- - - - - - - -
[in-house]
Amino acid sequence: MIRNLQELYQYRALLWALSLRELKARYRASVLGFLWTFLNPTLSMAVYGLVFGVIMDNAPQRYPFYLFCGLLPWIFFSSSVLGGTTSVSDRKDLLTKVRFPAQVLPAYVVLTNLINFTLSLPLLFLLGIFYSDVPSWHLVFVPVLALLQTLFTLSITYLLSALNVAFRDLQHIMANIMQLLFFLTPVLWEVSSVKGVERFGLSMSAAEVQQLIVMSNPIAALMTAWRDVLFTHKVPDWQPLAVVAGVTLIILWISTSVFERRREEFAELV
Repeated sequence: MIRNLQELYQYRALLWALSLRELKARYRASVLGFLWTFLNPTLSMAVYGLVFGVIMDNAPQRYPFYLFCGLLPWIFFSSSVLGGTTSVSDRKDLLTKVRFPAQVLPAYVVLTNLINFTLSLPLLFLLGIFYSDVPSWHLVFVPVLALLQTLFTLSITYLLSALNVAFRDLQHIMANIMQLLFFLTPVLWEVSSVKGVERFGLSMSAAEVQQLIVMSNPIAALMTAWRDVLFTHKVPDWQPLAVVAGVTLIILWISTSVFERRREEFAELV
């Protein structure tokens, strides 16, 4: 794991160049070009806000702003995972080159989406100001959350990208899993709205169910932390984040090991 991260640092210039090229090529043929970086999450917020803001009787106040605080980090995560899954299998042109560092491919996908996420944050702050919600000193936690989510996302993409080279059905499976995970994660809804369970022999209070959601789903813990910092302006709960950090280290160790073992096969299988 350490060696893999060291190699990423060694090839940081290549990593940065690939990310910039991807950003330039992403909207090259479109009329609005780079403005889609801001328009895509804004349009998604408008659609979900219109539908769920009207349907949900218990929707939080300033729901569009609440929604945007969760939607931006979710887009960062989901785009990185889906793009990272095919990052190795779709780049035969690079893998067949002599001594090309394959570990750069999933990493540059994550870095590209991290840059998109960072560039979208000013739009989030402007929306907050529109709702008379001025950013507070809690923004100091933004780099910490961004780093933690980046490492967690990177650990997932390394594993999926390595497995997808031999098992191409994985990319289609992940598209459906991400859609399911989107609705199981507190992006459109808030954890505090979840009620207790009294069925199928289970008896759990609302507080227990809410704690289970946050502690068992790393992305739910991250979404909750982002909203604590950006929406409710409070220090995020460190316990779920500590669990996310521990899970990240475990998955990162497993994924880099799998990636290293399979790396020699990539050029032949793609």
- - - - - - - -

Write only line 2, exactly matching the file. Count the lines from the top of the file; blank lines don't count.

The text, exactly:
Amino acid sequence: MIRNLQELYQYRALLWALSLRELKARYRASVLGFLWTFLNPTLSMAVYGLVFGVIMDNAPQRYPFYLFCGLLPWIFFSSSVLGGTTSVSDRKDLLTKVRFPAQVLPAYVVLTNLINFTLSLPLLFLLGIFYSDVPSWHLVFVPVLALLQTLFTLSITYLLSALNVAFRDLQHIMANIMQLLFFLTPVLWEVSSVKGVERFGLSMSAAEVQQLIVMSNPIAALMTAWRDVLFTHKVPDWQPLAVVAGVTLIILWISTSVFERRREEFAELV